Friday, May 31, 2013

Why I Love Trig

     I've always loved trigonometry; it just makes sense to me. In high school I remember it being one of the first times where the math made perfect sense. There are so many connections that can be made between topics, and everything fits together so beautifully. It really is one area of math where you can do some pretty cool things rather easily. I find that even if I don't make 'real world connections,' students are still interested in learning it. Because the connections are so easy to make, and some of those awesome things are easy to derive, students are willing to jump on board and have their mind blown.
     Now, with all of that being said, I've never actually taught a pre-calculus course where the majority of trig. is taught. After I graduated I had a long-term sub position where I taught an advanced pre-calc, but as I look back I can't really consider what I did teaching. I hereby issue a formal apology to the students I had back then: "I apologize for not showing all of the awesome things you can do and explore with trig. I failed you as a teacher and I hope that you had someone else in your future that was able to clean up the mess that provided you."
     Next year I have the pleasure of teaching pre-calc (I'll actually be team teaching it, which is even better) and I am extremely excited about it. I've been talking to my colleague that I will be teaching alongside about the curriculum and we've developed some pretty exciting stuff. Our goal is to get our academic students to demonstrate some high quality thinking and problem solving. Everything we're going to do next year with trig. will be based off of the unit circle. The plan is to spend enough time developing the unit circle and then use it to create the graphs of the trig functions and go from there (obviously this is a real brief description of what we'll be doing throughout the course). The diagram below is a goal of ours. If we can get our students to develop this diagram on their own and fully understand what it represents, we're golden.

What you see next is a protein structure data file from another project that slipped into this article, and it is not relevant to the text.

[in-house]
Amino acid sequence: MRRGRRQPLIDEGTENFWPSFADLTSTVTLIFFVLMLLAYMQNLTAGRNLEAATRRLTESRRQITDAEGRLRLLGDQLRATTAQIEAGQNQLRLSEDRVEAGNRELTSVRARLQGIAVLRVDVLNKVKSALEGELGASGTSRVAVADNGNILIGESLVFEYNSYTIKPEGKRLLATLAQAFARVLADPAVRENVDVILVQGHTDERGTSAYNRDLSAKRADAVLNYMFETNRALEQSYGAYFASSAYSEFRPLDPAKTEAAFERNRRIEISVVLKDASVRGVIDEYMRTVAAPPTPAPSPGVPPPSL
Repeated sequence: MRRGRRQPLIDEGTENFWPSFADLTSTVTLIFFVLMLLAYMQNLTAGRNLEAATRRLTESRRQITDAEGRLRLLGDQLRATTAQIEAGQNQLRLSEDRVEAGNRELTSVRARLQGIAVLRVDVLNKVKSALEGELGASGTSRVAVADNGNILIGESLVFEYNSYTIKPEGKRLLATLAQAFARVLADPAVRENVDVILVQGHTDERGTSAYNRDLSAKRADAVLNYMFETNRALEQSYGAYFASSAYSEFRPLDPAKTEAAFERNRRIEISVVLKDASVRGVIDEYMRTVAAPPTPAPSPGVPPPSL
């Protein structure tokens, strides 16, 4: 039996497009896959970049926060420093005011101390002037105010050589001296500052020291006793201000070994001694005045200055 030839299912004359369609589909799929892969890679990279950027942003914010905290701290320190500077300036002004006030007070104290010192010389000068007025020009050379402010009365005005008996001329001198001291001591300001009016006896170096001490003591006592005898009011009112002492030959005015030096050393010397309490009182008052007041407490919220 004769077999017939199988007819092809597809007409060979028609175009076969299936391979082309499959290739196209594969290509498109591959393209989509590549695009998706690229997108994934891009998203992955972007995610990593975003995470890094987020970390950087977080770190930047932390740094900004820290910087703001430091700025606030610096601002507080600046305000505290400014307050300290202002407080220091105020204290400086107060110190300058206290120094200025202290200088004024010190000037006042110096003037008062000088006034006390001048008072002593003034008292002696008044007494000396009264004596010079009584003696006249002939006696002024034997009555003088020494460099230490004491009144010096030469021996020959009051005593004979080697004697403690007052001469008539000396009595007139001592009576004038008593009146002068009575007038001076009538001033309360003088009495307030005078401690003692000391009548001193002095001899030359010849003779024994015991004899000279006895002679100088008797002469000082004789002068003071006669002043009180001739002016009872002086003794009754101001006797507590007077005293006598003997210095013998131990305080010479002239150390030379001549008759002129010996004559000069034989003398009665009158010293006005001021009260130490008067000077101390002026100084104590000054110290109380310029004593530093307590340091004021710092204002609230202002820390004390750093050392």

This diagram pulls everything together in mind. It shows the definitions of sine and cosine, it illustrates the meaning of sine ('half chord') and cosine ('complement of sine'), it relates the tangent function to a tangent line (which students often think are two different things with the same name), it gives a visual representation of secant, cosecant, and cotangent, and each triangle gives the three Pythagorean Identities. Wow! And (hopefully) if we can set the correct groundwork with our students we'll be able to get them to generate this and know exactly what's happening. There will be no memorizing formulas or values, just pure understanding.
     I could go on and on, but I will save that for when I'm done actually teaching lessons.
     Wish us luck!

3 comments:

  1. Good luck! You might like the radian-scale protractors that I developed. Check them out at www.proradian.net; you'll find some original trig lessons there, too. I'm a math teacher turned curriculum designer, and I felt strongly enough about the impact the protractors made on my pre-cal kids that I tapped my home-equity loan to get them made. I wish you well!

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  2. Quick aside - that's not the only triangle set you can use. I have a slight personal preference for the one that shows cotangent as part of the tangent line. (Students may or may not come up with it instead.) You can see it here: https://sites.google.com/site/taylorspolynomials/specials/016-circeexplainstrigpart2

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